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attributed to him, is part of that general sceptical movement or wave which has landed us first in the so-called "Higher Criticism" in matters of Religion, and finally in Agnosticism itself. The Baconian and the anti-Shakespearian, whether they know it or no, are merely particular cases of critical "Agnosticism." Now, the Higher Criticism begins with the disregard of Tradition, and the assumption that in the days in which the various books of the Bible were written or accepted as canonical and as being by the persons whose names became attached to them, mankind had not the most rudimentary critical faculty and believed everything that was told them indiscriminately. The human mind does not change so much as all that, and the world has always been made up of persons credulous and persons sceptical, and perhaps still more of people as sceptical in one direction as they were credulous in another. All socalled scepticism has always been based on a kind of conceit, and is the work of persons with whom wisdom was born. Surely the world might by this time accept Kant's great proof of the futility of Pure Reason! It is, at any rate, the use of an almost à priori form of reasoning, which leads to the sceptical, or, if you like, "higher critical" views on the Bible, Shakespeare, or any other subject whatever. The position of the man who declines to believe that the Stratford Shakespeare wrote the works attributed to him is precisely the same as that of Hume on Miracles. Hume says in effect, which is of course a complete begging of the question, that no amount of evidence could establish a miracle. For his statement, that it is always more probable that the evidence should be false than the miracle true, is only a sophistical variant on the above. So with

the anti-Shakespearian generally. His position is practically this, that no amount of evidence, such as it is possible for his opponent to bring forward, can convince him that Shakespeare wrote these plays. In other words, the antecedent improbability of Shakespeare being able to write them is greater, in his view, than the probability that his contemporaries were right in believing that he did. The solution of both difficulties is the same, the occurrence of the extraordinary, which in one case we call "miracle,” and in the other "genius."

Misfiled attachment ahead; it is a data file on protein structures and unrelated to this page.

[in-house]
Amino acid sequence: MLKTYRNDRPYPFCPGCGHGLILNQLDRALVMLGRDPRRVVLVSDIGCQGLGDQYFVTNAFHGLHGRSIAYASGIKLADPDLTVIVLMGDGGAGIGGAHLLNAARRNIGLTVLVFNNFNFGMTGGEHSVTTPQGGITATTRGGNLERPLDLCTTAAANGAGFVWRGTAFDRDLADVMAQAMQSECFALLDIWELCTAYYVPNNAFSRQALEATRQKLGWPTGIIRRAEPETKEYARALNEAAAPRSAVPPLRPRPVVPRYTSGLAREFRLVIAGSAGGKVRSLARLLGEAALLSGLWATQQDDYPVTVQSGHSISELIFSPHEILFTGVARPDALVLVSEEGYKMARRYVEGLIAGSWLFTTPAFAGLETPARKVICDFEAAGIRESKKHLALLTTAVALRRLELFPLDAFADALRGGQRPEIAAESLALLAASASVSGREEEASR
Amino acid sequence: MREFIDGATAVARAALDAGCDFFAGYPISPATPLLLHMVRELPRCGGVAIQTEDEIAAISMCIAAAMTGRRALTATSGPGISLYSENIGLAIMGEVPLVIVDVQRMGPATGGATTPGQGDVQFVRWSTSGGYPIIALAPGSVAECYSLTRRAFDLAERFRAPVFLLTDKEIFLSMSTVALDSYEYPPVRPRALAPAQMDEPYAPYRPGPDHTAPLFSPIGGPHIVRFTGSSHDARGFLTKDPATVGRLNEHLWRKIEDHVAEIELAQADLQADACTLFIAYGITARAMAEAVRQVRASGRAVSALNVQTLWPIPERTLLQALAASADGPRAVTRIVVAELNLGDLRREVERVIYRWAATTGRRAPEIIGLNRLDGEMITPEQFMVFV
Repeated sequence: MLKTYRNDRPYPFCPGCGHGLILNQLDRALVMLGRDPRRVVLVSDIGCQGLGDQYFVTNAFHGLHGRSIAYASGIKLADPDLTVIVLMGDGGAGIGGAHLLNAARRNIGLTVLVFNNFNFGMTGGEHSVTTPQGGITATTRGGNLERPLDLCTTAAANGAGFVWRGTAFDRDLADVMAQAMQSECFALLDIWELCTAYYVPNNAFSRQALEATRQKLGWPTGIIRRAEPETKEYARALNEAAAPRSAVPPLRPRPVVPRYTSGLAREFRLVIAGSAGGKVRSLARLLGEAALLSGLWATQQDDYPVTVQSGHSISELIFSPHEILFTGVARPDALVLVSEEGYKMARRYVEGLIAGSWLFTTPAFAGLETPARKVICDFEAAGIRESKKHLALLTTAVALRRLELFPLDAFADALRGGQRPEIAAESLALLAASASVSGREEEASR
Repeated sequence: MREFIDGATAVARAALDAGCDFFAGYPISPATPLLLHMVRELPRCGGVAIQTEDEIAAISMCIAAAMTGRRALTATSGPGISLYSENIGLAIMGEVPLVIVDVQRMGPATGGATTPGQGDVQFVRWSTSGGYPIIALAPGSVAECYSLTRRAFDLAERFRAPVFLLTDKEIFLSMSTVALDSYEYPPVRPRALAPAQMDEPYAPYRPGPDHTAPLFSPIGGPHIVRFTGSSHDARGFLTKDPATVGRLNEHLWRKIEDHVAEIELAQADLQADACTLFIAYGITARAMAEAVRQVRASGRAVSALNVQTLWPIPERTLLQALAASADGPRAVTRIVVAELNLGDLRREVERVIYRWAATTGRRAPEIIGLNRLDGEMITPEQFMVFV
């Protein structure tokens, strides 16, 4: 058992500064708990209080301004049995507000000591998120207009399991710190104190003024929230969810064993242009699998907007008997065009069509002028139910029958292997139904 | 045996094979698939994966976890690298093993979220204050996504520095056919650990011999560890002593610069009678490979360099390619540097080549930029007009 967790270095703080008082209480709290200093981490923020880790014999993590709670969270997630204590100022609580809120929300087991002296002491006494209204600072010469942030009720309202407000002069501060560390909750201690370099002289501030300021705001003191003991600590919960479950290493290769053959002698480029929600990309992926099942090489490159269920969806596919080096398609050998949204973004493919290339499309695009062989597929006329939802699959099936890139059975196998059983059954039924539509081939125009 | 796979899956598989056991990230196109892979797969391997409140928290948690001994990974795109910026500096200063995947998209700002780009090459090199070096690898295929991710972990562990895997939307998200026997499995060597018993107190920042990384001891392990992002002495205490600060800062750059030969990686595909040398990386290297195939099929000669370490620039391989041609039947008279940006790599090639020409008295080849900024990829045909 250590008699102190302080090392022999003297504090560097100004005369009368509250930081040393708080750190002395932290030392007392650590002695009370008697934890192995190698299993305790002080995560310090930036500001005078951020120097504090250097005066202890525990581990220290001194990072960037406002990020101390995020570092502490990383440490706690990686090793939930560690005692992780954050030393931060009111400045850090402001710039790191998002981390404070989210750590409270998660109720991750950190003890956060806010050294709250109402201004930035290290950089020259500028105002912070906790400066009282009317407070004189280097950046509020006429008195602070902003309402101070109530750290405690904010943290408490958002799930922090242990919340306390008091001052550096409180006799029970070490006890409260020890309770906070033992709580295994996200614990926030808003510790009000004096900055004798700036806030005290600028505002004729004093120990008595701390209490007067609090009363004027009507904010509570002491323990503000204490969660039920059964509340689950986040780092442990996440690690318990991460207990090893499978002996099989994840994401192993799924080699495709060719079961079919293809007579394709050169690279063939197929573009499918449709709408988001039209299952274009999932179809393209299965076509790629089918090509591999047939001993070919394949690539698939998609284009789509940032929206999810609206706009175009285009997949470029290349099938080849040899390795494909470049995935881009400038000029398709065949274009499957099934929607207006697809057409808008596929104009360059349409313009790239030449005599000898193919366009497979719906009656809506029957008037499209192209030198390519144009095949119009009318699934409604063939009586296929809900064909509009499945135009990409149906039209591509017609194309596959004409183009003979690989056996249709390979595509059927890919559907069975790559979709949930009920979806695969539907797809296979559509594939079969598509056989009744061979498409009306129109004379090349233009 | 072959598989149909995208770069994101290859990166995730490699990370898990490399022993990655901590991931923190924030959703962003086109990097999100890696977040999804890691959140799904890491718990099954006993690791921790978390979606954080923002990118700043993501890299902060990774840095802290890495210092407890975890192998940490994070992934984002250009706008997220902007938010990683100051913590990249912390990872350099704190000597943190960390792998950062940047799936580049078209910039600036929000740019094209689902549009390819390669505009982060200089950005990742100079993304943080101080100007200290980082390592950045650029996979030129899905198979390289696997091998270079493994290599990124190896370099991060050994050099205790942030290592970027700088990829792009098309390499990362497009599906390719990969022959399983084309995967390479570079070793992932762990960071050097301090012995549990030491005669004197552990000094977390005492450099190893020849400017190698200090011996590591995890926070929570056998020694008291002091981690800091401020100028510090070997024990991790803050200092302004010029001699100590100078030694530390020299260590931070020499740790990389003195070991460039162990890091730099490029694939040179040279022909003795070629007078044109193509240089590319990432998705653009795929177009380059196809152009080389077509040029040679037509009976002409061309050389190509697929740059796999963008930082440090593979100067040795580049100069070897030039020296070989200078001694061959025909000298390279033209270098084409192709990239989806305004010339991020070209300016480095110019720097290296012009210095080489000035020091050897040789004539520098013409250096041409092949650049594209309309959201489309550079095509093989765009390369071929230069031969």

I have written thus fully on this point because here lies the key of the whole controversy, and the moment that is lost, all is lost. For if, as Mr. Sidney Lee asserts, Meres' statement is to be disregarded, then I say he can take his stand on no piece of contemporary evidence whatsoever. Abandon Meres and Shakespeare's authorship (or editorship) of Titus Andronicus, and you surrender the Thermopyle of the pro-Shakespearian position. Now, upon what basis is this scepticism regarding Shakespeare's authorship founded? It is founded upon the remark of one Ravenscroft, a clumsy and irresponsible patcher of Titus Andronicus, about seventy years after Shakespeare's death. "I have been told," writes Ravenscroft, "by some anciently conversant with the stage, that it was not originally his (Shakespeare's), but brought by a private author to be acted, and he only gave some master touches to one or two of the principal characters." Anything feebler in the way of evidence cannot be conceived; for there could be no one living seventy-one years after Shakespeare's death whose evidence could be in the least degree relied on as being first hand; it could only be regarded as a piece of green-room gossip.

But Ravenscroft was not only without first-hand evidence; he is manifestly interested and unprincipled. On him Langbaine (in his Account of the English Dramatic Poets, 1691) writes: "Though he would imitate the silk-worm that spins its web from its own bowels, yet I shall make him appear like a leech, that lives on the blood of men," and he goes on to infer that Ravenscroft got up this story to exalt his own merit in having altered the piece.

But the final

condemnation of Ravenscroft and vindication of Shake-
speare's generally reputed authorship, through something
very like a century, lies in the fact that Ravenscroft
suppressed the original Prologue which runs thus-
To-day the poet does not fear your rage,

Shakespeare, by him revived now treads the stage;
Under his sacred laurels he sits down,